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Chapter 7 Bankruptcy
Chapter 7 Bankruptcy Attorneys New Jersey
Chapter 7 bankruptcy is often referred to as a liquidation bankruptcy. It is designed for individuals or corporations in financial distress who do not have the existing ability to repay their debts. An individual filing a Chapter 7 bankruptcy petition can eliminate credit card debt, stop creditor lawsuits, wage garnishments or bank levies, prevent repossession, and put an end to harassing collection calls and letters from creditors and collection agencies.
Two initial steps to determine whether Chapter 7 bankruptcy is a viable option for individuals and couples.
- Property Value.
In any bankruptcy filing, you must list all of your assets and their value, but you are allowed to claim certain property as exempt. If your property has value beyond the allowed exemptions the trustee (appointed by the court to administer the case) may sell such assets and distribute the proceeds among the unsecured creditors.
The other relevant criteria is a review of your income. There is a good faith requirement under the Bankruptcy Code, and a financial “means test” designed to determine if you are qualified to file a Chapter 7. This is an involved test that reviews your income in comparison to similar households, and also reviews your expenses. At the end of the calculation, the test may determine that you have to file a Chapter 13 (the repayment bankruptcy) and pay a percentage or all of your debt.
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For the most part, Chapter 7 is a short term bankruptcy, typically spanning a three to four month time period. Approximately one month after the filing of the Chapter 7 bankruptcy, the debtor attends a meeting with the Chapter 7 Trustee, who is appointed by the Bankruptcy Court. The Trustee will ask questions of the debtor to verify that the debtor accurately and honestly listed all of his income, expenses, assets, and debts. The Trustee will also divide those assets between exempt and nonexempt property. Exempt property is limited to a certain amount of equity in the debtor’s residence, motor vehicle, and other household goods. While most times a debtor’s creditors do not attend this meeting, they are entitled to appear, and ask questions similar to those of the trustee.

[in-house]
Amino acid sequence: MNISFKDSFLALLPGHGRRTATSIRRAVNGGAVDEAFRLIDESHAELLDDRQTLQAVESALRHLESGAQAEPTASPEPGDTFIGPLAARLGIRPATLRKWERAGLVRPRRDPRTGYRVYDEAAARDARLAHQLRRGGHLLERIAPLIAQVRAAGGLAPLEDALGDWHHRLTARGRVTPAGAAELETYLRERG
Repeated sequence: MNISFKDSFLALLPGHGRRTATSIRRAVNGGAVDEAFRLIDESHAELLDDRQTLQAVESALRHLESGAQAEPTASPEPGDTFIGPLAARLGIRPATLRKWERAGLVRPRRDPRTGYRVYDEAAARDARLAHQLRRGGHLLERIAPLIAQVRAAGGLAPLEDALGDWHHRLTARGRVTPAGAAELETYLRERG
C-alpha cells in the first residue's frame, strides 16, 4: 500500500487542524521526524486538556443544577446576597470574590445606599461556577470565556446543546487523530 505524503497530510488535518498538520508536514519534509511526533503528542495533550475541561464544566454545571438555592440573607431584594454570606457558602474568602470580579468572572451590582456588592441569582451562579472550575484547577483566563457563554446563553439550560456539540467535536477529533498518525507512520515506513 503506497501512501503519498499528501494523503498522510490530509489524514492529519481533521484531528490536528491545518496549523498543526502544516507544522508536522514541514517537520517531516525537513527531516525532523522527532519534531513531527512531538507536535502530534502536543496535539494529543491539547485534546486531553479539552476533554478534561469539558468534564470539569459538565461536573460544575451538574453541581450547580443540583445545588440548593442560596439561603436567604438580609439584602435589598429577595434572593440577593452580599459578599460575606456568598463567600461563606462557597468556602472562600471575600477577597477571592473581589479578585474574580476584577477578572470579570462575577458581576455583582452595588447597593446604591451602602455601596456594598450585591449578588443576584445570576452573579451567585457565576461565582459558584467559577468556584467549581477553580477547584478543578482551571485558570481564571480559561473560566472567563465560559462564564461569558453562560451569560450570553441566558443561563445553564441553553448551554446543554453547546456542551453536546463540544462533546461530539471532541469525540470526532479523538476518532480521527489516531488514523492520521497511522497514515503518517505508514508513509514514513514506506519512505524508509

After the meeting with the trustee, there is usually a two month time period wherein the trustee and creditors and the right to review the debtors bankruptcy petition, request more information, and file any objection to the discharge of a debt, or the debtor receiving a discharge in general. Some of the examples for these types of objections are fraud, breach of fiduciary duty, concealing assets, or lying under oath.
At the completion of the Chapter 7, the debtor is fully discharged from all unsecured debt incurred as of the filing date, including credit cards and medical bills. However, certain types of debt which are not impacted by a Chapter 7 discharge, and are not discharged. These include some student loans, alimony, child support, criminal fines, and some taxes.
For corporations, Chapter 7 bankruptcy offers the opportunity to wind down a company’s business affairs in an orderly manner. As with most small businesses that become insolvent, creditors typically obtain the home phone numbers and addresses of the company’s principals. Because Chapter 7 bankruptcy is Court supervised and provides an automatic stay against certain creditor actions, the procedure often avoids the hassles typically associated with attempting to close a small business on your own, such as creditor lawsuits and endless phone calls and collection letters addressed to the company principals.